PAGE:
1st Version

Let tis join hands to spread his love’s flame.
Leave the world whole and work not for fame.
Within the holy walls of the friend’s home,
Till tears flow blood, dance around his dome.

2nd Version

Let us join hands to dance in his flame,
Leave the world whole and dance for his name.
For a short while in the sweet beau’s lane,
We dance till the tears make the blood’s rain.

1.         ‘The orientalist In Europe must understand the meaning of dance. It is a well known term used by all the past mystics and as well as by Iqbal. In mystic’s esoterics or arcane signs it means ‘frenzy’ in their beloved Prophet’s love. As such ‘raqs-i-tan’ (dance of booy) means dedication of one’s body for the cause of the Prophet and Allah).
Raqs-i.-jan’ means dance of soul. In the Preface of Pyam-iMashriq Iqbal has particularly paid his attention to this fact that all Western poets especially all German. poets are not prone to understand the real meaning of such mystic terms.

Thus they only give the figurative meanings of these words and terms, (to which we can say worldly meanings). As such they ignore the essence and take the metaphorical sense only. This is the second nature of all European poets including Fitz-Gerald and Goethe when they translate Rumi, Hafiz, Sa’adi, etc. in any European language.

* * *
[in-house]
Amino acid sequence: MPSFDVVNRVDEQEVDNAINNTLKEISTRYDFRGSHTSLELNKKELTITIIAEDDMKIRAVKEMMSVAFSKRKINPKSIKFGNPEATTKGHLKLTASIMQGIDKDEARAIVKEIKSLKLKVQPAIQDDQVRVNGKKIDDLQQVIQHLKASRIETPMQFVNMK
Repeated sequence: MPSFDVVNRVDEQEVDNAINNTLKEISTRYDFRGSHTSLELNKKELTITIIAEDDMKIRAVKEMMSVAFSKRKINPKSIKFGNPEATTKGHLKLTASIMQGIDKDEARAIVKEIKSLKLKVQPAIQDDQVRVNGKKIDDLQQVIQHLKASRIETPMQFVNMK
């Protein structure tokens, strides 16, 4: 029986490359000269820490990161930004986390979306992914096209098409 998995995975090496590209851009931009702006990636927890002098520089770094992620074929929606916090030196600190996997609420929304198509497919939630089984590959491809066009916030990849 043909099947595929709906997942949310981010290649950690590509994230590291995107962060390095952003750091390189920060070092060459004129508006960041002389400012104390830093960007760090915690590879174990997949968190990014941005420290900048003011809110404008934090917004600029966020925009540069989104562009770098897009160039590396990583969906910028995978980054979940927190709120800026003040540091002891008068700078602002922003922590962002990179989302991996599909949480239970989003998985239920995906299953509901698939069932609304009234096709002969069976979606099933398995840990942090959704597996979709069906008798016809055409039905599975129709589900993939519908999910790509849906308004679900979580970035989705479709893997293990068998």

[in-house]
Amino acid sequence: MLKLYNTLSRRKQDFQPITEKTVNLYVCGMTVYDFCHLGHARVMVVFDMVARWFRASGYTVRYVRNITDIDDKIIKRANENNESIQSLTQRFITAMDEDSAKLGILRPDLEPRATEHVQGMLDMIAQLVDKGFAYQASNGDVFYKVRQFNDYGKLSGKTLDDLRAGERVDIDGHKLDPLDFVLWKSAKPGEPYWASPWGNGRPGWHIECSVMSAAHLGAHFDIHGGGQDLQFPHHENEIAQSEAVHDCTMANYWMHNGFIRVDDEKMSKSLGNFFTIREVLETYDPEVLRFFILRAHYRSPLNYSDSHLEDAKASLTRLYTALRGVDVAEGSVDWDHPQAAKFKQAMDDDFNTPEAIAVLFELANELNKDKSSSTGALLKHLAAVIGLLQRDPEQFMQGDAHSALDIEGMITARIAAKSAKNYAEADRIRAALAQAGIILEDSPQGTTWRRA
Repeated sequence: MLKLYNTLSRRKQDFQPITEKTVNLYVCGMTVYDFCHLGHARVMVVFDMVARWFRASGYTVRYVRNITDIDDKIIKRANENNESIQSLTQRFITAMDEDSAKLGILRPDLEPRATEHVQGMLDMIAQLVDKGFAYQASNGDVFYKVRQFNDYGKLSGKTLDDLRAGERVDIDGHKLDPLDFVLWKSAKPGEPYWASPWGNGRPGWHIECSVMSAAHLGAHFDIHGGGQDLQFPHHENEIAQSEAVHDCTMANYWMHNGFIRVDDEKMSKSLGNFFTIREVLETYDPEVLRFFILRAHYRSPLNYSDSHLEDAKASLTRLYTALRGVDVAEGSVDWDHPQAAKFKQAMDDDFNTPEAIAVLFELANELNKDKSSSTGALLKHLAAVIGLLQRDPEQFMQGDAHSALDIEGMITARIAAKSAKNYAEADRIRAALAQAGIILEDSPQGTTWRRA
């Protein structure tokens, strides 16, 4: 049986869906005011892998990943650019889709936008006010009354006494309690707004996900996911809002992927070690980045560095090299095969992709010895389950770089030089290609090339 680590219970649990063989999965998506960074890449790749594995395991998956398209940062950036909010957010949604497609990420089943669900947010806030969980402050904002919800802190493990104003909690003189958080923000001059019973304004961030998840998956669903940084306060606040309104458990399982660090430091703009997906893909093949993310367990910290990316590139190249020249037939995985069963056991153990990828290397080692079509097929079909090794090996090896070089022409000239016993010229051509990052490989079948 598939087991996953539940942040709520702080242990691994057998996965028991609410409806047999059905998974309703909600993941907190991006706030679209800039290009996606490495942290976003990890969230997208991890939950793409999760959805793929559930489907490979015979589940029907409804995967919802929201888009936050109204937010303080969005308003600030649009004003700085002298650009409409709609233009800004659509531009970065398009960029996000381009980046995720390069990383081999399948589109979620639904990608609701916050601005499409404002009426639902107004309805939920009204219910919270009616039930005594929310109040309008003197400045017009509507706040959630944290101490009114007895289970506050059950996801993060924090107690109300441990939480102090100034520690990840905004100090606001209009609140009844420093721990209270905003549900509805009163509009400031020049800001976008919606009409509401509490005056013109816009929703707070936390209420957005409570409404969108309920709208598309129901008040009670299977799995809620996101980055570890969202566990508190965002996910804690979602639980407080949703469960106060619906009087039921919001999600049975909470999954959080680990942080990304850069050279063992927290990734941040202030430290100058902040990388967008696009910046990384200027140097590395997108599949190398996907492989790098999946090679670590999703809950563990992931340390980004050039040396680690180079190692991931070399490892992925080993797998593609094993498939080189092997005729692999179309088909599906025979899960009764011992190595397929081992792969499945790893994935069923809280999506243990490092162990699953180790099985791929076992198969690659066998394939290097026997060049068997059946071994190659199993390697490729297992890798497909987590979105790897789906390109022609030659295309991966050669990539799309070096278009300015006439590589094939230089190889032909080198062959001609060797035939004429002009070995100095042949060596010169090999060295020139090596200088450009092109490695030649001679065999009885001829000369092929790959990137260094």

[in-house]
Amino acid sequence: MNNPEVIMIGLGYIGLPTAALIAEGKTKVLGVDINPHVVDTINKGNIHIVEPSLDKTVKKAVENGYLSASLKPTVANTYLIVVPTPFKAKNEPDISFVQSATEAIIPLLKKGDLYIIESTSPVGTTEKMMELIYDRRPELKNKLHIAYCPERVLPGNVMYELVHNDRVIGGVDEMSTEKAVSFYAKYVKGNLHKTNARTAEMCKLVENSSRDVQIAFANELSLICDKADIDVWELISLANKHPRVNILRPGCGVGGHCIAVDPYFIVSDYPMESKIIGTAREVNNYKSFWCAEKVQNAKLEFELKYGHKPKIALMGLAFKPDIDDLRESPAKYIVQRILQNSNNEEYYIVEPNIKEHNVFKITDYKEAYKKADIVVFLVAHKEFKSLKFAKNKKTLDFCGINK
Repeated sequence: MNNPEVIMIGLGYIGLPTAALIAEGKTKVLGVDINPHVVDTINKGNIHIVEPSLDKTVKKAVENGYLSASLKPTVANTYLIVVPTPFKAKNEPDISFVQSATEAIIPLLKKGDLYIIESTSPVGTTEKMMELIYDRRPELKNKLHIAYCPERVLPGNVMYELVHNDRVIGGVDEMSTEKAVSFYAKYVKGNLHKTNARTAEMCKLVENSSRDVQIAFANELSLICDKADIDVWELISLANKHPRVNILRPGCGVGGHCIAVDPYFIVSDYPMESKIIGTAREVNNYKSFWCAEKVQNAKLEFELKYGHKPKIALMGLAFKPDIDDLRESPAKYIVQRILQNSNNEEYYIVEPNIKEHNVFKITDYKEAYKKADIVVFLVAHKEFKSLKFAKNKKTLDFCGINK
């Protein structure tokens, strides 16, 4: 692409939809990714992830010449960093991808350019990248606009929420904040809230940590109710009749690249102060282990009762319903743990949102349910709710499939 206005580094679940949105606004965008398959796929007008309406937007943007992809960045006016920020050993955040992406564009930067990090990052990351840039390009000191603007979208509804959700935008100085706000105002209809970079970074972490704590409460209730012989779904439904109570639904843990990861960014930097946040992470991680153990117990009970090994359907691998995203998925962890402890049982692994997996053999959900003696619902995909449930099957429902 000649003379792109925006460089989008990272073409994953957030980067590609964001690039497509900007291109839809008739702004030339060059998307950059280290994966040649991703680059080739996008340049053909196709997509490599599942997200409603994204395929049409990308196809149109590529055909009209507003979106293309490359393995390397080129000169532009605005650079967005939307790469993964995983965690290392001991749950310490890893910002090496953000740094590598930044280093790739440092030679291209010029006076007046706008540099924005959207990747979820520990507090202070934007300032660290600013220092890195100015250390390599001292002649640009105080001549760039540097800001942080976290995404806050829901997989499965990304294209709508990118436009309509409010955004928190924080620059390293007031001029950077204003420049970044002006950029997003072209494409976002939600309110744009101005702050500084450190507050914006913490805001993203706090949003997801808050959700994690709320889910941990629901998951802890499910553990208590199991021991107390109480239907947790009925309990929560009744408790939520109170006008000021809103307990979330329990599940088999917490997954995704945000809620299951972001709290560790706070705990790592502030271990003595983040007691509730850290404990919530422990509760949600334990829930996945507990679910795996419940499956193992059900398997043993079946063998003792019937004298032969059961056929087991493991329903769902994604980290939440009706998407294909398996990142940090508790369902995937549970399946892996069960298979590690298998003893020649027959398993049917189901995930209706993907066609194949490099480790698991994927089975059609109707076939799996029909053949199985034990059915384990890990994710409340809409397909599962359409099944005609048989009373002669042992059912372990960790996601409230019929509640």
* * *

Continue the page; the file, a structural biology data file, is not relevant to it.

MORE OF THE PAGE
*          Fitz Gerald (F. Jerald), born Edward Purcell—1809-83, English poet and translator of the Ruba-iyat Omar Khayam
**        Goe’the (Go’te), John Wolf Gang, Von (Yohan Volfai fon), l749-18l2, German Poet and Dramatist.

2.         To follow the true sense of this term (dancing) and the meanings given on prepage I give below the following verses of Iqbal from page 208 (last page) of Javed Namah where he is eulogizing Rumi, the great mystic poet.

Javed Namah
(4)        From his words thus you learn the body’s dance, From the soul’s dance but you turned aside glance.


(5)        The Body dance moves the whole globe’s dust,
            The soul’s dance moves the seven skies first.


(8)        To learn soul’s dance means a thing great,
            To burn other gods means a thing great.


(12)      You are to me a great solace though,
            The soul’s dance I wish you would once know.


(12)      O’ the whole solace, of a restless heart,
            Could you ever learn the soul dancing art.

(13)      A hint of Prophet s faith then I would say,
            From my grave’s retreat for thee I would ptay.

These are the concluding lines of Javed Namah addressed to the whole young blood like the poets own son, Javed.